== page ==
Today’s post comes from guest author Paul J. McAndrew, Jr. from Paul McAndrew Law Firm in Iowa. Formal treatment guidelines under the Official Disabilities Guidelines (ODG) are an effort under the workers’ compensation laws in different states to standardize care among injured workers. Although that sounds like a good thing, as Mr. McAndrew points out, an underlying condition like diabetes can affect an individual’s recovery time from a work injury, which requires healing at an individual, not standardized, rate. At Rehm, Bennett & Moore, we take workers as clients being realistic about where they are with health challenges, including those who have underlying issues such as diabetes. The ODG treatment guidelines by definition are arbitrary, and to see insurance and business interests trying to get them instituted in Nebraska makes me concerned about clients and other workers’ coverage under the workers’ compensation system. Applying arbitrary guidelines like ODG’s to individual situations, such as to workers who have diabetes, is a concern that needs more study before the guidelines are implemented in any more states, including Nebraska.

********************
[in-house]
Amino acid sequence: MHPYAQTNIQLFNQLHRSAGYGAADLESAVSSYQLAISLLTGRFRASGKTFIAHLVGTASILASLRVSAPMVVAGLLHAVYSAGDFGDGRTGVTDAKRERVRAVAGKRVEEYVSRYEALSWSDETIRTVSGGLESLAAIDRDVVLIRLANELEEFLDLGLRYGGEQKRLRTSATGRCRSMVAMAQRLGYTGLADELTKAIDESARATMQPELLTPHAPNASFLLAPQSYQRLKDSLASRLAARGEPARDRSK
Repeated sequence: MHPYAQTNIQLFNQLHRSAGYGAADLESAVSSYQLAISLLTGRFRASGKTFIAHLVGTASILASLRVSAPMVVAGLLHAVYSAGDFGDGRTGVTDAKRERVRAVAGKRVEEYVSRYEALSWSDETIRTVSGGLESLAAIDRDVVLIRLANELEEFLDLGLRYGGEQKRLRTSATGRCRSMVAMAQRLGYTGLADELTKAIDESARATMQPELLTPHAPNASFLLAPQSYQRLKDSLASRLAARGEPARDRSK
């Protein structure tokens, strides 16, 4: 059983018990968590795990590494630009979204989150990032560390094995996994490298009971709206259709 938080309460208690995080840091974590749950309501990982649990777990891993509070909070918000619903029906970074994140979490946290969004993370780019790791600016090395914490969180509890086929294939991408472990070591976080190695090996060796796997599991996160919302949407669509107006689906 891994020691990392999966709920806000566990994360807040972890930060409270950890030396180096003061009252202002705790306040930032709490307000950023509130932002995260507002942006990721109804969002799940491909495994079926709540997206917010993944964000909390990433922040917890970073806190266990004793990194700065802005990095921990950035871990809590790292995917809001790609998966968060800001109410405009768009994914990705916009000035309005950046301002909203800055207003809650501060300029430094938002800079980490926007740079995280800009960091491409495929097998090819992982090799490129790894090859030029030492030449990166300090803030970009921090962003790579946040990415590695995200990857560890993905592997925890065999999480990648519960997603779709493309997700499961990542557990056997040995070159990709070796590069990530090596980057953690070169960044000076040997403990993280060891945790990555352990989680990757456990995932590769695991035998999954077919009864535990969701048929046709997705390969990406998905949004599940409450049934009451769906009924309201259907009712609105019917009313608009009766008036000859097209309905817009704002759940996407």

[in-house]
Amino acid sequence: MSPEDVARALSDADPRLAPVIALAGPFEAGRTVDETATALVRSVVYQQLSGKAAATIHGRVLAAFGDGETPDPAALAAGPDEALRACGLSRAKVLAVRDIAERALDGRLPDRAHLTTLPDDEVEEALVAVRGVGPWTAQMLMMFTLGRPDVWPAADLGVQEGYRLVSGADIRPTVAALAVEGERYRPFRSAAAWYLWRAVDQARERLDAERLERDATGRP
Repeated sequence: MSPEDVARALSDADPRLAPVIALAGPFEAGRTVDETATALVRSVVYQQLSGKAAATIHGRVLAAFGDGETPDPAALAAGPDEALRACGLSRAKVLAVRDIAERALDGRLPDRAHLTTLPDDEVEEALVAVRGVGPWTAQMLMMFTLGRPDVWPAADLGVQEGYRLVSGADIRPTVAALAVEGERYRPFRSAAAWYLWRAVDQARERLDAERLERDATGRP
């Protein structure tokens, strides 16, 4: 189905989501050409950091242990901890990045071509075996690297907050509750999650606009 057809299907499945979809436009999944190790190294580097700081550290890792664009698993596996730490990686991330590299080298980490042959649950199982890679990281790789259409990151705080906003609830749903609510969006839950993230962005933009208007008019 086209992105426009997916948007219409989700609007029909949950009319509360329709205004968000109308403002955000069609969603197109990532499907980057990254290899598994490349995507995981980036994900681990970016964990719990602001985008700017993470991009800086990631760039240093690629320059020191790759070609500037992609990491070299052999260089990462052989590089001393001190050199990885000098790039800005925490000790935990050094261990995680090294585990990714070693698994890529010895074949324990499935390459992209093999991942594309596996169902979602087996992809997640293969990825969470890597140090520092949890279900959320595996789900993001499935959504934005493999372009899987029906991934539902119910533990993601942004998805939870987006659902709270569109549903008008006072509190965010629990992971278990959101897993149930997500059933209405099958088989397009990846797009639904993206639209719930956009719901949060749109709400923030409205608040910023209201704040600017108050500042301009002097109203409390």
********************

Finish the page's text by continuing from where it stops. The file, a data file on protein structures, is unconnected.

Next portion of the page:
While diabetes is not a work injury or illness, it can have a serious impact on the rate at which an injured worker recovers. For instance, people with diabetes may have a much harder time healing from a foot or leg injury. The latest edition of the annual Official Disabilities Guidelines (ODG) has been released, including the latest ODG volume on treating patients. ODG Treatment is the nationally recognized standard for medicine in determining the scope and duration of medical treatment in workers’ compensation.
For the first time this year, ODG Treatment includes a chapter on diabetes. According to the American Diabetes Association, there are nearly 26 million people in the United States who have been diagnosed with diabetes, and an estimated 7 million more people suffering who have not yet been diagnosed. Clearly, the implications of diabetes on workers’ compensation are significant.